I can just about handle being hassled for donations from academic institutions, but when the local police force came on the phone looking for handouts my resistance collapsed. I envisaged the firm, humourless voice at the other end of the line as belonging to a crew-cut, square-jawed ex-Marine. Doubtless he was fingering his gun as we talked. I wanted to know what they would do to me if I didn’t co-operate. Would they deport me, I wondered? Or would they get me for illegally hitchhiking on the Interstate back in 1981? They may have let me off twenty-four years ago, but I’m sure they could change their mind. Would they go into my computer and see from my records that I’ve been illicitly logging into subversive unpatriotic leftwing sites such as The Guardian? Would they tell my wife that I’ve been surreptitiously buying indie rock music from Amazon without her permission? Oh, the shame of it. I readily donated $25 and thanked my lucky stars that they pitched it slightly lower than the fundraisers at Greens Farms Academy. I thought that would be it. That we would be marked down as good law-abiding citizens and free to get on with our lives, safe in the reassurance that we had paid our dues to the Darien Police Force.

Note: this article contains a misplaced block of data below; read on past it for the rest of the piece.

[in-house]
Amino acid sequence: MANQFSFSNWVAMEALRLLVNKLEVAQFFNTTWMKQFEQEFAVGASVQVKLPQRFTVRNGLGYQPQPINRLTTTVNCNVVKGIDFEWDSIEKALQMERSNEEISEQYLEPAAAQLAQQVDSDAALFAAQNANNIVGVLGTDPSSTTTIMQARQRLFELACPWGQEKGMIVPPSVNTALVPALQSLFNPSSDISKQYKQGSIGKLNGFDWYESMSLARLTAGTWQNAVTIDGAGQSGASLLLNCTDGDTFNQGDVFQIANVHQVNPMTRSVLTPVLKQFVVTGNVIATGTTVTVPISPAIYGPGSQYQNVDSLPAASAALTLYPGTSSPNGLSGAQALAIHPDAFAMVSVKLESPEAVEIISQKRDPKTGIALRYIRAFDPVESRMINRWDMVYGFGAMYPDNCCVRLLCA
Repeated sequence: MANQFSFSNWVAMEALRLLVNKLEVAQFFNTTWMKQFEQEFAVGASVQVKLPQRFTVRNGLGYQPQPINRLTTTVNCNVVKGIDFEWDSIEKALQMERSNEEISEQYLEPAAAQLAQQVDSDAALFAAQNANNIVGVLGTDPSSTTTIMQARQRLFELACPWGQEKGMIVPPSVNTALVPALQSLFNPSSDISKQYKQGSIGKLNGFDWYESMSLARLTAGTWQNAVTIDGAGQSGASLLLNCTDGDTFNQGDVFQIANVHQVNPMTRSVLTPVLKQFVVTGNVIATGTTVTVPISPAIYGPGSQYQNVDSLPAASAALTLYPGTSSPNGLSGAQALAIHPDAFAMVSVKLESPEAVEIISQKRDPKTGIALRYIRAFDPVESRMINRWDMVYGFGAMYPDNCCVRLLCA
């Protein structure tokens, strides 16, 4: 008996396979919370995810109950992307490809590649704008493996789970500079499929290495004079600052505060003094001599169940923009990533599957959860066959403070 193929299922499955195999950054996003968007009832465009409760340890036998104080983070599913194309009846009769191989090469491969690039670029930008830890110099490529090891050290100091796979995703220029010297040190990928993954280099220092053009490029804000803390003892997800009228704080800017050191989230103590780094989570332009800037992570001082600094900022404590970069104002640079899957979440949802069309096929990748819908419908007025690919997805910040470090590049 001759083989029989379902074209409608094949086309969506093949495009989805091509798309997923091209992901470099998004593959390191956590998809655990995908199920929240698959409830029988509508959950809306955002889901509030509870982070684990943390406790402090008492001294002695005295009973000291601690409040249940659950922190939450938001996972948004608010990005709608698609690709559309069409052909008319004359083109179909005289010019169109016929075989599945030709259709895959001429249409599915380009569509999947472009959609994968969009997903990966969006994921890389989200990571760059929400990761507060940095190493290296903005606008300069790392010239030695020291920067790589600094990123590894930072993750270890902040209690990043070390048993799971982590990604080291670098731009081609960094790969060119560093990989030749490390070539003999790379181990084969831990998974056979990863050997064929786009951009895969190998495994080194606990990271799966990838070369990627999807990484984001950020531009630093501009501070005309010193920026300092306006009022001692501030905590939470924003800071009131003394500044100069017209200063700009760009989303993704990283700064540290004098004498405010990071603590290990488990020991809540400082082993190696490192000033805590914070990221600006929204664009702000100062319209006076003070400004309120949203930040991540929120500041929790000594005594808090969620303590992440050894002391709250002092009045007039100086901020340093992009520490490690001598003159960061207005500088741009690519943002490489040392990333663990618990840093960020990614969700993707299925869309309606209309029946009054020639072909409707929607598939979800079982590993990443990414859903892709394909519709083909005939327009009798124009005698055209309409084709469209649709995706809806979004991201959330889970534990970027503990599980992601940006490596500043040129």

A few weeks later they called again. “But we’ve already donated $25”, I squealed. Square jaw was unimpressed. He seemed to think that $25 was our level and expected the same again. I told him that I’d already demonstrated my support for the police and that I pay my taxes (not strictly true given I was still an alien last year). I added that I kept to the speed limits (even when it meant watching old ladies on Zimmer frames pass me on the sidewalk). He said if I increased our donation level to $50 we would get a bumper sticker. I told him I didn’t want a fucking $25 bumper sticker. I asked him if he had nothing better to do with his time, knowing full well that he didn’t (this being Darien, after all, not exactly the crime centre of the western world). He then patronisingly suggested that if we couldn’t afford $50, we could donate $35 (but wouldn’t qualify for the bumper sticker). I told him that he wasn’t listening to me. I lost my head, forgot about the safety of my family and suggested that he watched my lips. He told me he couldn’t see my lips. He asked me if we had telephones in England. He wanted me to understand that it was a non-visual piece of technology. He then said he was putting me down for $25. I told him this was extortion, I might also have said something about Rodney King before slamming down the phone.

With the phone back in its base I reflected that might not have been the most sensible conversation I’ve ever had.

We’ve put extra bolts on the doors and don’t go out much any more.